TABLE I______________________________________ Conventional SlurryLoad Time (conc. g/100 cc of slurry) Coated(lbs)(min) 7.3 16.0 36.4 Abrasive Example______________________________________10 1 .150 .163 .160 .022 .1902 .130 .153 .138 .002 .1423 .063 .130 .134 .001 .1334 .027 .133 .131 .001 .139Total .390 .579 .563 .006 .60420 1 .139 .213 .326 .008 .3302 .087 .122 .271 .006 .2323 .060 .099 .157 .003 .1934 .073 .083 .112 .003 .110Total .359 .517 .866 .020 .86530 1 .108 .192 .286 .012 .3252 .072 .085 .187 .008 .2713 .031 .076 .131 .003 .3484 .009 .057 .096 .004 .295Total .220 .410 .700 .027 1.239______________________________________
As can be seen, the pad of the invention performed as well as or better than conventional slurry under load conditions of 10 to 30 lbs. Conventional coated abrasives were proven totally unacceptable.
The surface quality of the processed glass lenses was determined by measuring the roughness and surface profile data on a Bendix Proficorder. The recorded CLA-values (Center-Line-Average)--also referred to as Arithmetrical Average (AA) Data--describe the standard deviation of peak and valley from the mean. The average Net Peak Height (NPH) describes the average peak-valley height The "Max NPH" describes the isolated deep scratches.
A summary of the profile data for finished lenses during various stages of the finishing includes (1) the rough generated lens surfaces before fining, (2) the resultant lens surface after being fined either with a fining pad according to this invention as prepared in Example 1 or with a commercial 12 micron aluminum oxide slurry and (3) the finished lenses after having been polished with conventional 1-3 micron cerium oxide slurries, is given in Table 2.
TABLE 2______________________________________Evaluation of Glass Lens Surfaces(microns)______________________________________(1) Generated: CLA 5.0 (Before fining) AV. Net Peak H. 10.0 Max. Net Peak H. 25.0(2) After Fining: Ex.1 Slurry CLA 1.5 1.4 Av. NPH 5.0 4.5 Max. NPH 7.5 7.5(3) After Polishing Ex.1 Slurry CLA. 0.10 0.10 Av. NPH 0.17 0.16 Max. NPH 0.22 0.23______________________________________
The accuracy of the optical curvature of the finished lenses processed by each method was determined by measuring the diopter strength (focal length) and optical axis on a lensometer commonly used in optical laboratories. The lenses processed by both methods exhibited the desired optical accuracy.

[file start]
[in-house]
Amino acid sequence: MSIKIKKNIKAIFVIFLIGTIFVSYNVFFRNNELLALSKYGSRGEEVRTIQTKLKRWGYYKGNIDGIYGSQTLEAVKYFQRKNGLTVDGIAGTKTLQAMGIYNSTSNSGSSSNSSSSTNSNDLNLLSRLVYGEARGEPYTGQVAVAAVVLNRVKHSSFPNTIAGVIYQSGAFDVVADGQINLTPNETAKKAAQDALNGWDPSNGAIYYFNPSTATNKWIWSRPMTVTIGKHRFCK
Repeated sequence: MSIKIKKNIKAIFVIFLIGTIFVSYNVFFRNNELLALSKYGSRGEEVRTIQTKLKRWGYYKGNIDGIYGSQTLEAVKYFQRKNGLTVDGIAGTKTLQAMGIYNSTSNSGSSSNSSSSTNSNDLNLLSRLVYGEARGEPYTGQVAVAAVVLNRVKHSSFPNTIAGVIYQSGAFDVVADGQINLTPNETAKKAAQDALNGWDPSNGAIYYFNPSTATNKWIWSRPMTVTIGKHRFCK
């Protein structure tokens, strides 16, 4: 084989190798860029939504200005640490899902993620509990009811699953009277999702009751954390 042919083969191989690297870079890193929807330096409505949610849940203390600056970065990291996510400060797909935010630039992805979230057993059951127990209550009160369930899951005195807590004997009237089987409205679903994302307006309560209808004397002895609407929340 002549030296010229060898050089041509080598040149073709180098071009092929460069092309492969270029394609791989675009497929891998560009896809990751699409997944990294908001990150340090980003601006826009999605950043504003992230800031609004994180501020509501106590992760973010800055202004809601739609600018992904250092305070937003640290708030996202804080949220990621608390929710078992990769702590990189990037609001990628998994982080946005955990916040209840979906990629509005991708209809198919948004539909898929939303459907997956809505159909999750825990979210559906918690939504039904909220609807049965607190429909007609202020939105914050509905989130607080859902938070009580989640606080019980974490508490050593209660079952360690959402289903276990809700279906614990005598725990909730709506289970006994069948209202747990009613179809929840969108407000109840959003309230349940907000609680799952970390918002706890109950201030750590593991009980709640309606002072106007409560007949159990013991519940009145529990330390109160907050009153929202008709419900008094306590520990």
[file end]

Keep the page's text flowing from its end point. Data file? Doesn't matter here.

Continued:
______________________________________Coating Composition Parts by Weight (wet)______________________________________ Ingredient1. Phenol-formaldehyde resin having 50 53-57% solids, trade designation "Arofene"® 72155 (as described in Example 1)2. Phenol-formaldehyde resin having 41 75-77% solids (as described in Example 1)3. A nitrile rubber latex having 42-44% solids available from B.F. Goodrich Chemical Corp. under the trade designation "Hycar"® 1571 9 Fining Abrasive Granule 400 mesh, wheel grade silicon carbide 218 (as described in Example 1)______________________________________
The coating ingredients described above were mixed in the proportions shown to form a homogeneous mixture into which were blended the abrasive granules and about 20 parts by weight water to form a coatable composition. The resulting (dry) mineral:resin ratio is 3.5:1 by weight or 1.4:1 by volume. The composition was knife-coated on the non-woven web, cured and converted into fining pads as described in Example 1. The grinding results are summarized in Table 3.
______________________________________Coating Composition Parts by Weight (wet)______________________________________ Ingredient1. Phenol-formaldehyde resin having 37.5 53-57% solids, trade designation "Arofene"® 72155 (as described in Example 1)2. Phenol-formaldehyde resin having 58 75-77% solids (as described in Example 1)3. An acrylic latex having 48-52% 4.5 solids available from B.F. Goodrich Chemical Corp. under the trade designation "Hycar"® 2679 Fining Abrasive Granule 400 mesh, wheel grade silicon carbide (as described in Example 1) 270______________________________________